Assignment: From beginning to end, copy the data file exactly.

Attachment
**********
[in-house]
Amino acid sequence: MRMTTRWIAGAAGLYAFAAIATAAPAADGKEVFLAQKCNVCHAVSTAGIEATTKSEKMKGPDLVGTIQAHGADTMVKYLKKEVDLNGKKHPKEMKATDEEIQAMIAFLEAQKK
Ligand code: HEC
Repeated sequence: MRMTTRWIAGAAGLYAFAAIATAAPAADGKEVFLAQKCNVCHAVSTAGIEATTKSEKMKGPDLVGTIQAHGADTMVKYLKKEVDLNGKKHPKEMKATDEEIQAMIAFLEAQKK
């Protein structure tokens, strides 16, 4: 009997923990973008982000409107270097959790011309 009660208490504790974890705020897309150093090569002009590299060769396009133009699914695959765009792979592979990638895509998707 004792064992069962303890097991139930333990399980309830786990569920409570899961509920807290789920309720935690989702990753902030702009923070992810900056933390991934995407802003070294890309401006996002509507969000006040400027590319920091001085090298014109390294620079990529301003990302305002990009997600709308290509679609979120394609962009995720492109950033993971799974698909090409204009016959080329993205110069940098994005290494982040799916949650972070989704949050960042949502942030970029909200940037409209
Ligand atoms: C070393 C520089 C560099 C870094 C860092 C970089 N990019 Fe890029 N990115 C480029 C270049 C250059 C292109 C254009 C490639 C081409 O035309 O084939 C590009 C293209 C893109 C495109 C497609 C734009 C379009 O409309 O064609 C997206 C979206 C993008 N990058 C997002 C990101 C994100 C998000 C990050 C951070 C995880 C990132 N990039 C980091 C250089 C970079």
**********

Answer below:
[in-house]
Amino acid sequence: MRMTTRWIAGAAGLYAFAAIATAAPAADGKEVFLAQKCNVCHAVSTAGIEATTKSEKMKGPDLVGTIQAHGADTMVKYLKKEVDLNGKKHPKEMKATDEEIQAMIAFLEAQKK
Ligand code: HEC
Repeated sequence: MRMTTRWIAGAAGLYAFAAIATAAPAADGKEVFLAQKCNVCHAVSTAGIEATTKSEKMKGPDLVGTIQAHGADTMVKYLKKEVDLNGKKHPKEMKATDEEIQAMIAFLEAQKK
């Protein structure tokens, strides 16, 4: 009997923990973008982000409107270097959790011309 009660208490504790974890705020897309150093090569002009590299060769396009133009699914695959765009792979592979990638895509998707 004792064992069962303890097991139930333990399980309830786990569920409570899961509920807290789920309720935690989702990753902030702009923070992810900056933390991934995407802003070294890309401006996002509507969000006040400027590319920091001085090298014109390294620079990529301003990302305002990009997600709308290509679609979120394609962009995720492109950033993971799974698909090409204009016959080329993205110069940098994005290494982040799916949650972070989704949050960042949502942030970029909200940037409209
Ligand atoms: C070393 C520089 C560099 C870094 C860092 C970089 N990019 Fe890029 N990115 C480029 C270049 C250059 C292109 C254009 C490639 C081409 O035309 O084939 C590009 C293209 C893109 C495109 C497609 C734009 C379009 O409309 O064609 C997206 C979206 C993008 N990058 C997002 C990101 C994100 C998000 C990050 C951070 C995880 C990132 N990039 C980091 C250089 C970079």